Posts Tagged: huanglongbing
The best way to delay arrival of HLB in our area and minimize its impact is to keep ACP suppressed down to the lowest level possible. By treating in coordination with neighbors in an areawide approach, grower ACP treatments can have a greater impact on ACP populations than treating independently and out of sync with neighbors. Best Management Practices, such as making sure all equipment arriving and leaving your grove is free of citrus stems and leaves, can also greatly reduce the risk of HLB-positive psyllids entering your grove.
CITRUS REMOVAL PROGRAM: Citrus trees that are neglected or abandoned may harbor ACP and HLB, increasing risk to other citrus in the area. Abandoned and neglected trees may be reported to Cressida Silvers at 805-284-3310, or the county Ag Commissioner's office. The Citrus Matters ACT NOW program may be able to assist in citrus removal. For more information contact Joel Reyes at email@example.com or (559) 592-3790.
Asian Citrus Psyllid / ACP
There have been no ACP detections in San Luis Obispo County since our last update.
Huanglongbing / HLB
The most recent map and totals for HLB detections are posted at the website https://citrusinsider.org/maps/. As of November 16, the total number of trees that have tested positive for the HLB bacterium is 948, still all in LA, Orange, and Riverside Counties. All HLB detections have been on residential properties and the infected trees have been or are being removed. No HLB has been found in commercial groves to date.
Clarification on Field Cleaning Requirements for Movement of Bulk Citrus
To clarify the approved mitigation measures for bulk citrus fruit movement, the California Department of Food and Agriculture (CDFA) has updated the Asian Citrus Psyllid (ACP)-Free Declaration form. The current options that allow growers to meet the ACP-free standard when shipping fruit to a different ACP regional quarantine zone are the “spray and harvest,” “field cleaning with machine” and “wet wash” methods. Field cleaning must be done by machine, not by hand.
To read the full article, click here: https://citrusinsider.org/2018/11/clarification-on-field-cleaning-requirements-for-movement-of-bulk-citrus/
Upcoming CPDPC Meetings
- Joint Science and Technology Subcommittee and Regulatory Task Force meeting Thur., December 6 at 1:30 pm in Sacramento. Agenda attached, including link to join by webinar/phone.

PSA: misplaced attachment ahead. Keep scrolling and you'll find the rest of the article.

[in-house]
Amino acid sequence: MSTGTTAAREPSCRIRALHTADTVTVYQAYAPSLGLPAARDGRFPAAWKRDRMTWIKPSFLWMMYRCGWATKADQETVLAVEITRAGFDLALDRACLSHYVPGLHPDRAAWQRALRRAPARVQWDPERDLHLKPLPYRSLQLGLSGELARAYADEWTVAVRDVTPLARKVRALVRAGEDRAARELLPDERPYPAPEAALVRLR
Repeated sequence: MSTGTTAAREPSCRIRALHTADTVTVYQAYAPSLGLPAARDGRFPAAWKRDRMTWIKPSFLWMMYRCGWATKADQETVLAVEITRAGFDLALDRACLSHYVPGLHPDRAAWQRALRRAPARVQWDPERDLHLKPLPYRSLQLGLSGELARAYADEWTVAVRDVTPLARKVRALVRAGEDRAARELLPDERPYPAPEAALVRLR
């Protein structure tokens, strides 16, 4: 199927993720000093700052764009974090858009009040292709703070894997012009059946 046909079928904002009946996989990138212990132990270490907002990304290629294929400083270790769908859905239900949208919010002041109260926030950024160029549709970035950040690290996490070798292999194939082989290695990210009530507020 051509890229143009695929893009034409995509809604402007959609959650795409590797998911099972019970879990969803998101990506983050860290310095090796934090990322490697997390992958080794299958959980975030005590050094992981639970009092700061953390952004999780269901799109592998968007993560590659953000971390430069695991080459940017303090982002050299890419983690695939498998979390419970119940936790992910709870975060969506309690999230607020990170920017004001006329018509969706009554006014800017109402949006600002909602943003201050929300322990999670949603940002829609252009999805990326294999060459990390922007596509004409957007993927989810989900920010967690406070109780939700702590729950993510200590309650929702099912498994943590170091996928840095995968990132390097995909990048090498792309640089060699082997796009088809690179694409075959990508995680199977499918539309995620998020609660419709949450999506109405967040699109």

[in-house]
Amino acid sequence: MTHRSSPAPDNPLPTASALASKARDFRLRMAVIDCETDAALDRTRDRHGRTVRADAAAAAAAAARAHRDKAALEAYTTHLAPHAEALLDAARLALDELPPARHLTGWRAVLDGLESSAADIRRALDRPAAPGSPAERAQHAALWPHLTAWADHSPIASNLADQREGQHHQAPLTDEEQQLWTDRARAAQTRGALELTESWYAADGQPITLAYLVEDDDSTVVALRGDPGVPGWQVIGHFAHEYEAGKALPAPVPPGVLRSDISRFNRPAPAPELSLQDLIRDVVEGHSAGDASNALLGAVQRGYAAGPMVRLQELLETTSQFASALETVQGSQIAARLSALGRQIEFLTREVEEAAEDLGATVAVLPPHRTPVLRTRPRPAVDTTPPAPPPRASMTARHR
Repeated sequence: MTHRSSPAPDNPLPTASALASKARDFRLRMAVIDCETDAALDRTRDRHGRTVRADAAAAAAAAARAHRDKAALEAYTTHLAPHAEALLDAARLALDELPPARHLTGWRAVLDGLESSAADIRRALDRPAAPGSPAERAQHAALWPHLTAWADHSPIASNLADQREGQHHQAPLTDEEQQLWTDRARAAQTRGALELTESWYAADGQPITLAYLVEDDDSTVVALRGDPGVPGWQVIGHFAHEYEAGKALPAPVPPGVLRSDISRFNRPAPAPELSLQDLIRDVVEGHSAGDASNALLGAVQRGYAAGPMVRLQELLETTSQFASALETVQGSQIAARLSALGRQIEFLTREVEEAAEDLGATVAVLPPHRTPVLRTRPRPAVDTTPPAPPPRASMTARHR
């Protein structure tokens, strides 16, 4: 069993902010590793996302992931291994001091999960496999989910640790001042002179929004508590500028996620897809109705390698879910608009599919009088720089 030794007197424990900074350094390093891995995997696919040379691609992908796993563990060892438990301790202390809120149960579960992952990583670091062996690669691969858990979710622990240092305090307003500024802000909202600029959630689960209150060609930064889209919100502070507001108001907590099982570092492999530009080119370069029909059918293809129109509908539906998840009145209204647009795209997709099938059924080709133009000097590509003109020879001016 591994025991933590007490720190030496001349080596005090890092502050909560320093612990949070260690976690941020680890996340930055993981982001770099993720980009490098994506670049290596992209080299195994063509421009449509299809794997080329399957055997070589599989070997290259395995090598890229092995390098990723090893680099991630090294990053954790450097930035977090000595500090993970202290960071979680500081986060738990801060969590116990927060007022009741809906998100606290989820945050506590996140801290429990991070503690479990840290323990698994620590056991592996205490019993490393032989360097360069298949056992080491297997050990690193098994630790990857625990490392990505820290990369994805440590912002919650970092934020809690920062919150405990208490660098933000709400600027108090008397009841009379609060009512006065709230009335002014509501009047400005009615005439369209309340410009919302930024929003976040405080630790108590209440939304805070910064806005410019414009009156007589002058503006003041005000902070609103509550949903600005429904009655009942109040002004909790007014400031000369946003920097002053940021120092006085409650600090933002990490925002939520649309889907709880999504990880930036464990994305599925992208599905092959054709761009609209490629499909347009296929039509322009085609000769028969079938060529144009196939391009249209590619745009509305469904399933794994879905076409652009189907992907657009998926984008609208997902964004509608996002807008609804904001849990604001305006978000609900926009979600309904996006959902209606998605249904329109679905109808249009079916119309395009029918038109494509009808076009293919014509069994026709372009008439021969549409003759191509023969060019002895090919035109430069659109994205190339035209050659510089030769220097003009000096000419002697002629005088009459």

- CPDPC Operations Subcommittee meets Wed., December 12 at 9 am in Visalia. Agenda attached with link to join by webinar/phone.
- The next meeting of the CPDPC Full Committee will be January 9 in Visalia. Agenda is pending.
- All meeting agendas and eventually the minutes are posted at https://www.cdfa.ca.gov/citruscommittee/ . All meetings are free and open to the public, and accessible via webinar.
- General information on the ACP/HLB program, including quarantine information: https://citrusinsider.org/
- Biology of ACP and HLB, detection maps and recommendations for monitoring, eradication and management : http://ucanr.edu/sites/acp/
- Summaries of the latest research to combat HLB: http://ucanr.edu/sites/scienceforcitrushealth/
And Now it's in Marin County
SACRAMENTO — Marin County has been placed under quarantine for the Asian citrus psyllid (ACP) following the detection of one ACP in the City of Novato. The entire county is included in the quarantine zone.
The ACP is an invasive species of concern because it can carry the disease huanglongbing (HLB), also known as citrus greening. All citrus and closely related species, such as curry leaf trees, are susceptible hosts for both the insect and disease. There is no cure once the tree becomes infected. A diseased tree will decline in health and produce bitter, misshaped fruit until it dies. In California, HLB has been detected at residential properties in Los Angeles, Orange and Riverside counties. This plant disease does not affect human health.
Residents with backyard citrus trees in the quarantine area are asked not to transport or send citrus fruit or leaves, potted citrus trees, or curry leaves from the quarantine area. For commercial citrus, the quarantine prohibits the movement of citrus and curry leaf tree nursery stock, including all plant parts except fruit, out of the quarantine area. The quarantine also requires that all commercial citrus fruit be cleaned of leaves and stems prior to moving out of the quarantine area. An exception may be made for nursery stock and budwood grown in USDA-approved structures that are designed to keep ACP and other insects out.